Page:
Mensa members were characterized by later lights-off, sleep onset midsleep and wake-up times as well as shorter sleep latency, but only during work days. During free days, Mensa members still experienced less sleep latency and longer waking inertia (time in bed after waking up), but there was no difference in the main measures in sleep timing. Mensa members suffered from less social jetlag (but not after correcting for oversleeping) and less weekly sleep deprivation, despite having slightly more work days on average. Importantly, Mensa members had nearly a standard deviation less light exposure, both on free days and working days. Group averages, sample sizes, standard deviations as well as t-values and significance levels are reported in Table 1.
So far, our results were in line with some of the literature indicating generally later sleep timing among higher IQ adult participants; however, this difference was limited to work days and not present in the corrected chronotype. Next, we used linear regression models to test whether later work day sleep patterns were accounted for by non-endogenous variables, including workplace characteristics (work start and commute duration) and substance use (consumption of alcohol, cigarettes, caffeine, and hypnotics) (Table 2).
Data on all variables were available for 480 Mensa members and 271 controls. Supplementary Table S1 reports descriptive statistics for all covariates by subgroup and Table 3 reports subgroup differences. Supplementary Table S2 provides the correlation matrix of covariates.
Work start timing and commute duration were the strongest predictors of work day midsleep timing, and later work start times (MMensa = 8:35, SD = 1:18; MControl = 8:21, SD = 1:21, values indicating hours and minutes) among Mensa members alone fully mediated the association between Mensa membership and work day midsleep timing (Table 2).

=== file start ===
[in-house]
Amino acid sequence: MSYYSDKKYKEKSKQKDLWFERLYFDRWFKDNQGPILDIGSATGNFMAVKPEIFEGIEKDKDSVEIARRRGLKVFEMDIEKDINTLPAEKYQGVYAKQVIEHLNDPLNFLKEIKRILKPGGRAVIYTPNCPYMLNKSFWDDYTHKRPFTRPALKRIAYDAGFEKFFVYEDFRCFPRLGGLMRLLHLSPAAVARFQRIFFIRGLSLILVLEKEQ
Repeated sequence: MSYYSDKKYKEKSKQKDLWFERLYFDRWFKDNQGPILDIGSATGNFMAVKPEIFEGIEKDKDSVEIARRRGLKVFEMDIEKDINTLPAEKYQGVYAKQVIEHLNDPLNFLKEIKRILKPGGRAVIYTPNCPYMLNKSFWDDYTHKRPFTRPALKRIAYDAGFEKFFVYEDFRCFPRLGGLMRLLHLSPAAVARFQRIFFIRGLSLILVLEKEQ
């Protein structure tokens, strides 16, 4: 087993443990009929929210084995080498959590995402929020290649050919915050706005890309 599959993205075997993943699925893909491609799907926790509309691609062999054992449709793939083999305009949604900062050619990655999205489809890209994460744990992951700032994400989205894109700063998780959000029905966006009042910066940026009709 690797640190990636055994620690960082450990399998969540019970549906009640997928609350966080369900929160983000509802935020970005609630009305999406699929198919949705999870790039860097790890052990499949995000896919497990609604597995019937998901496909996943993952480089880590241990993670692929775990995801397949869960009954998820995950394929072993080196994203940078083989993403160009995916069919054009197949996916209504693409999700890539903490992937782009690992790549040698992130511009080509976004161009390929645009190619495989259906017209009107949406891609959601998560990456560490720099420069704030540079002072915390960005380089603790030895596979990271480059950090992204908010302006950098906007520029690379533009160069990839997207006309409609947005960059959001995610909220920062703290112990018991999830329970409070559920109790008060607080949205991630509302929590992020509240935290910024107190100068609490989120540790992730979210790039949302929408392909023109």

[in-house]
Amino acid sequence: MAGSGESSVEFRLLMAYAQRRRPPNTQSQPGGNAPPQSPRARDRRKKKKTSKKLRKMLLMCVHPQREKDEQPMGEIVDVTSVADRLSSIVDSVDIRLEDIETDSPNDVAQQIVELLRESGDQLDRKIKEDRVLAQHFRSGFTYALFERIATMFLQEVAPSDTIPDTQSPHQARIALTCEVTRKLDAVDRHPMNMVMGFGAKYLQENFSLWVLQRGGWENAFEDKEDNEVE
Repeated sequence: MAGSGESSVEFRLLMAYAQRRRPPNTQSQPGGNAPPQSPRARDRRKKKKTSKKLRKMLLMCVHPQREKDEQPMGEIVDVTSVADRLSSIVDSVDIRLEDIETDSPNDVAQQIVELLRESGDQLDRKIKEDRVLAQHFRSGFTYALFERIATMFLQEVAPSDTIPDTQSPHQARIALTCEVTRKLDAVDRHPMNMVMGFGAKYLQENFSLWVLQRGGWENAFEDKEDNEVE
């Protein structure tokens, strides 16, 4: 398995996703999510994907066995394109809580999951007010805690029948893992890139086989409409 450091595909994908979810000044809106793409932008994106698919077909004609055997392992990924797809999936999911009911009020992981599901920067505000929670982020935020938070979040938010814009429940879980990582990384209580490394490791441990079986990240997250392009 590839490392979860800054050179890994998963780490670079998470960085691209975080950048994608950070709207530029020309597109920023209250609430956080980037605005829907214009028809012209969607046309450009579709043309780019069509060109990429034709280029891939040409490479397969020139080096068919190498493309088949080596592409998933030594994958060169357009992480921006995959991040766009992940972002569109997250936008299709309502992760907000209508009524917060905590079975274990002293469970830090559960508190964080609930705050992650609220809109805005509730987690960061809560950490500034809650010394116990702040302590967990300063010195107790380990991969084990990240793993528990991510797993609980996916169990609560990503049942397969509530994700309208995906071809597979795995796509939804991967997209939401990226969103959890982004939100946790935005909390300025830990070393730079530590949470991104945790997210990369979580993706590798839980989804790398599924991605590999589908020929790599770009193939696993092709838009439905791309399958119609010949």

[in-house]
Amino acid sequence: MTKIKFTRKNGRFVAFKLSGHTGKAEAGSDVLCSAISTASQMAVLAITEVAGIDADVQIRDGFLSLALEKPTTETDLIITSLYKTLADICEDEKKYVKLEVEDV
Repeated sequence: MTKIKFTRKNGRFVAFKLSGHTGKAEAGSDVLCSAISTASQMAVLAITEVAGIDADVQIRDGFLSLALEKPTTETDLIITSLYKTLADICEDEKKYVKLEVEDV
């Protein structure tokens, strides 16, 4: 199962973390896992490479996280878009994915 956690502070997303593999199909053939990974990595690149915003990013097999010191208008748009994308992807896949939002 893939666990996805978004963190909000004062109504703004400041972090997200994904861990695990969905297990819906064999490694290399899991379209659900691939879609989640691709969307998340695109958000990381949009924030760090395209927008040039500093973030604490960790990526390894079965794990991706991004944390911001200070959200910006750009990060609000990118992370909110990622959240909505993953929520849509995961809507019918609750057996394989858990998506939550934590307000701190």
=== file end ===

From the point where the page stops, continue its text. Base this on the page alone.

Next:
In sum, we found no statistically significant differences between the chronotype of highly intelligent individuals and matched controls. Sleep timing differences on work days were fully accounted for by the later work schedules of Mensa members.
We assessed sleep timing differences between highly intelligent subjects and matched controls. We did find later midsleep timing and waking time in Mensa members, but this was limited to work days, and even then, it was fully accounted for by later work start times. We found no subgroup difference in chronotype. Thus, it appears that at least in the current sample earlier sleep timing in those with lower IQs is not due to physiological differences, but rather a function of earlier work schedules. Much higher levels of both working day and free day light exposure was found in control participants. While our database does not allow the empirical investigation of the causes of this, we speculate that since IQ is associated with job prestige13, extremely intelligent individuals may be overrepresented in office jobs and underrepresented in outdoor jobs, such as agriculture or construction. Free-day differences might be explained by the well-documented14,15,16,17 concentration of better educated or more intelligent individuals in urban areas, where outdoors activities are potentially less available or less attractive. In any case, despite large differences in self-reported light-exposure, subgroup differences in sleep timing were modest and limited to work days.